behaviors or activities such as running off, or to deal with
disruptive or challenging behavior Associated problems like
epilepsy or other physical disabilities will increase the requirement
for help and supervision including the administration of medication.
11. The ability to walk is likely to be unimpeded in the absence of neuromuscular
problems affecting the lower limbs. But they will be unable to find their way
out of doors without help from some one else.
Autistic spectrum disorder with mild to moderate learning disability
12. Within this grouping there will be a
wide spectrum of disabling effects that may require help from
others. Some will live in supported accommodation and some
will live at home, usually with careers. They are likely to
need help or encouragement to wash, dress, prepare food etc.
They may need to be advised to wear clothes appropriate to
the season and to eat a varied and nutritious diet. It may
be necessary to discourage aimless and repetitive behaviors
and to encourage participation in appropriate activities. Some
may be vulnerable to financial and sexual exploitation. Medication
may need to be given and supervised. They will often need help
to communicate with others e.g. unfamiliar people, to avoid
social isolation and to deal with correspondence and financial
matters. Some may need to be watched over to prevent damage
to surroundings or maintain a safe environment, and to discourage
challenging behavior The care provided allows them to live
within a structured environment and routine, whereby they are
able to maximize their abilities to carry out tasks of daily
13. They are often likely to need guidance
in both familiar and unfamiliar places, even if they are able
to manage short trips on known routes e.g. to a local shop.
Some may be vulnerable to exploitation or exhibit disturbed
or anti social behavior when out. Communication with strangers
may pose great difficulty, and they would be unable to ask
for help or directions, or to respond to directions in a meaningful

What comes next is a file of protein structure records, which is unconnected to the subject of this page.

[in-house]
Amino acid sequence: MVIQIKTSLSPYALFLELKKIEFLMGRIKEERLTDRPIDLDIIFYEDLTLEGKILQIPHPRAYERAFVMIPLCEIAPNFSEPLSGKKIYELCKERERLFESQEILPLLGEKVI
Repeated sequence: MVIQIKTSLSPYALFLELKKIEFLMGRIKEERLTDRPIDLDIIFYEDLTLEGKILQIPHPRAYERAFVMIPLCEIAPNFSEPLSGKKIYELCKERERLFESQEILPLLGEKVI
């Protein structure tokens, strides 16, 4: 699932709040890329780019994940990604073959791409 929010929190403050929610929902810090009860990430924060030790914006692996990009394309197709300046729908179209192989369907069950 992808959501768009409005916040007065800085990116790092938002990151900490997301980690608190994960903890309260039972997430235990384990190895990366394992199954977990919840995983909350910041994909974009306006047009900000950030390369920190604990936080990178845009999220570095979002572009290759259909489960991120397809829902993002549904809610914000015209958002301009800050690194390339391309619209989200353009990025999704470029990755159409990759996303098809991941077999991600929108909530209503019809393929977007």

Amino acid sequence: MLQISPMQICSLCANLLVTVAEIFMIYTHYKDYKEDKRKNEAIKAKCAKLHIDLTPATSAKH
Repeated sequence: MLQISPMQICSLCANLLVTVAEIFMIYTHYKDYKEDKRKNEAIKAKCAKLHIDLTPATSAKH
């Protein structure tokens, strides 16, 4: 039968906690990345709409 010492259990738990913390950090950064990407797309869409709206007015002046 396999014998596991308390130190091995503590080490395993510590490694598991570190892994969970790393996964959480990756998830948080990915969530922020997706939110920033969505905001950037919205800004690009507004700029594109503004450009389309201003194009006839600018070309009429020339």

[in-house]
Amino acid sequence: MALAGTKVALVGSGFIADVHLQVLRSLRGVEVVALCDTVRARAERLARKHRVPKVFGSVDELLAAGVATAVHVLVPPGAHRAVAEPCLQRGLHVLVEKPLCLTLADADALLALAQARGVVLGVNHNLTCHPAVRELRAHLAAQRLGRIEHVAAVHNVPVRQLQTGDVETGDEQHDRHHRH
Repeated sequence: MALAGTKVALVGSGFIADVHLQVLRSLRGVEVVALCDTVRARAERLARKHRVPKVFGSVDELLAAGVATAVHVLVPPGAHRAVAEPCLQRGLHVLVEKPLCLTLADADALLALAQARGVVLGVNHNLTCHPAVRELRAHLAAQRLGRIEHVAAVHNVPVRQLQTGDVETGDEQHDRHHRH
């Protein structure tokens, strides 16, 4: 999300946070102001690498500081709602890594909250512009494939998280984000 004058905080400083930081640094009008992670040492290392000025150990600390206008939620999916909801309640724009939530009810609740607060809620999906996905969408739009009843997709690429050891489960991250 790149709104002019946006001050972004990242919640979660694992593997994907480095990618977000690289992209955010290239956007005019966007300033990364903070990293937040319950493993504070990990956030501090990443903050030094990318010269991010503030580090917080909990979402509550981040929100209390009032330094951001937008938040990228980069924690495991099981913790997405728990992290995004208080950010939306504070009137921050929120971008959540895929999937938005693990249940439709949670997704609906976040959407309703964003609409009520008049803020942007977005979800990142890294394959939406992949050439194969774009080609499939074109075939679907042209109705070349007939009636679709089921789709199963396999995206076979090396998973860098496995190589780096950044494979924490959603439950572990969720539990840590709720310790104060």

fashion. Autistic spectrum disorder and normal or above average
14. Many people with higher functioning autism
are likely to be able to deal with self care and bodily functions,
and to be able to prepare a simple meal. Some will live independently,
some will need a more structured environment within a family
or with support from careers. A structured routine organized
by another person may also be important in maximizing function.
Some people would be unable to cope with a domestic emergency
or have difficulty in communicating with strangers in this
type of situation.
15. In some cases there may have difficulty
communicating with others when out of doors. They may show
unusual or unacceptable behavior such as shouting, if routine
journeys are disrupted or altered.
16. Children diagnosed with autism can show
much variation in their subsequent educational, social and
employment achievements. Research has shown that 75% have a
poor outcome, while 25% have a more favorable prognosis. Good
prognostic features in children include language acquisition
before age six, IQ above 50 and having a particular skill such
as computer expertise. It is thought that early diagnosis and
intervention improve outcome.
17. Adolescents with these conditions progress
in their education and are able to acquire a variety of daily
living skills as they mature. It is unlikely however that there
will be much substantial change in their abilities in adulthood.
Adults with moderate/ severe autism are unlikely to be able
to live independently or be employed. Those with high functioning
autism, including Asperger syndrome, acquire jobs, but their
condition impedes their ability to secure or retain employment
without support. Jobs secured may be of a lower level than
their educational ability, and people may be unable to remain
in a job for prolonged periods of time.
18. It may be difficult to obtain recent
medical evidence for adults with autistic spectrum disorder,
when they have limited contact with their general practitioners
or hospital services, since their general health is satisfactory.
However for older teenagers and young adults some reports and
previous assessment, including those made by educational psychologists,
may be available in their medical records. Copies of assessments
made by occupational therapist, and by other specialist services
for those living in the community with learning disabilities,
may be obtained from social services or local authorities.
This applies to those living at home and in residential accommodation.
Customers or their careers. may also have copies of these assessments
or care plans. Adults with autistic spectrum disorder who have
associated mental health disorders may have been referred to
community mental health teams and psychiatric clinics, from
whom reports can be requested.